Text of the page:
Learn how immunizing a critical portion of a community protects most members of the community.
Volunteer for NIAID-funded clinical studies related to influenza on ClinicalTrials.gov.
Confirmed human cases of avian influenza A (H5N1)
Timeline of human and animal H5N1 infections since 1996 (PDF)
A flu virus contains eight gene segments. One of the gene segments codes for the surface antigen hemagglutinin (HA), and another codes for the surface antigen neuraminidase (NA). Each year, researchers predict which flu strains will be most prevalent and select three—two influenza A strains and an influenza B strain—to be included in that year’s vaccine.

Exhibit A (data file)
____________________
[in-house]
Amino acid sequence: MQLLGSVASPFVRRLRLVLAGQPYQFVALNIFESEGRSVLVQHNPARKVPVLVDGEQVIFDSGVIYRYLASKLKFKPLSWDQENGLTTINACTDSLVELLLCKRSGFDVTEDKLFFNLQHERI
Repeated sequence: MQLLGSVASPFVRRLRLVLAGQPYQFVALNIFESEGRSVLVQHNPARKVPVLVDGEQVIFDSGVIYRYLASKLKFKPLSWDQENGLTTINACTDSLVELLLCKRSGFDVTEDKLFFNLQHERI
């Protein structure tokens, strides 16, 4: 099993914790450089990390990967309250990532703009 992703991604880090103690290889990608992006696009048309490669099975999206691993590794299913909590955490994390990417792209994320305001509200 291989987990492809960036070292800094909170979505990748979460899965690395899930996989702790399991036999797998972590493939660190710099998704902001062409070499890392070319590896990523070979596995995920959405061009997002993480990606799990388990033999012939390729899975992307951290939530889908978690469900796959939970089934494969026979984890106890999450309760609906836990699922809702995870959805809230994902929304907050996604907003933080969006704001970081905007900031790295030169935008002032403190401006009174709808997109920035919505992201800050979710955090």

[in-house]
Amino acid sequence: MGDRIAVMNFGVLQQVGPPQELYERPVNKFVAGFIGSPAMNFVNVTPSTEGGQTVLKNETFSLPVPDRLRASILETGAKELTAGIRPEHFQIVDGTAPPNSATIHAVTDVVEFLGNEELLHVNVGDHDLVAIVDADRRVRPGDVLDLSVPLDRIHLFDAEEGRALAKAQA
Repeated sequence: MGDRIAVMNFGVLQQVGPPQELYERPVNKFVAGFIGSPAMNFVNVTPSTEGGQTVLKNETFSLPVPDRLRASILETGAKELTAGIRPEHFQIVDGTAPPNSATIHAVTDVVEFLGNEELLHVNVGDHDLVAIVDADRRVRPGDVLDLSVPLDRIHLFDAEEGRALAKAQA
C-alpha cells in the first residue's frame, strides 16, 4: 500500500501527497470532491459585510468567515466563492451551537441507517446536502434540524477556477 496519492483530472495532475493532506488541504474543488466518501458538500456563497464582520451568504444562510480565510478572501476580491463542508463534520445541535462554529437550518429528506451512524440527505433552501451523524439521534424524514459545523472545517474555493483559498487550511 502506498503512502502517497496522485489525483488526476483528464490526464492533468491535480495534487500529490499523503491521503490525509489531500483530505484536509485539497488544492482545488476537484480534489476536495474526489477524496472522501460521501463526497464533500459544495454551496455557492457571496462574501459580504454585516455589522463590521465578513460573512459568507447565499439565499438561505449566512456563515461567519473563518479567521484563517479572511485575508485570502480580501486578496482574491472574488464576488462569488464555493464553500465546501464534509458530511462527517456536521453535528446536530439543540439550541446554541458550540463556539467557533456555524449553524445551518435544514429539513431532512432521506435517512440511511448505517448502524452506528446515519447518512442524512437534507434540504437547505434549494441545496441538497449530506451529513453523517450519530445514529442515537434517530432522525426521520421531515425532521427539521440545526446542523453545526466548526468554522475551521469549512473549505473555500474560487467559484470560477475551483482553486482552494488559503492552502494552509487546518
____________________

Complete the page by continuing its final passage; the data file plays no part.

The goal of reassortment is to combine the desired HA and NA antigens from the target strain (flu strain 1) with genes from a harmless strain that grows well in an egg (flu strain 2).
The illustration details the following steps in creating the vaccine:
Credit: This image is in the public domain. Please credit the National Institute of Allergy and Infectious Diseases (NIAID).
Illustrator: Links Studio.
Download: high resolution version of Reassortment illustration
View Reverse Genetics illustration
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Last Updated January 14, 2011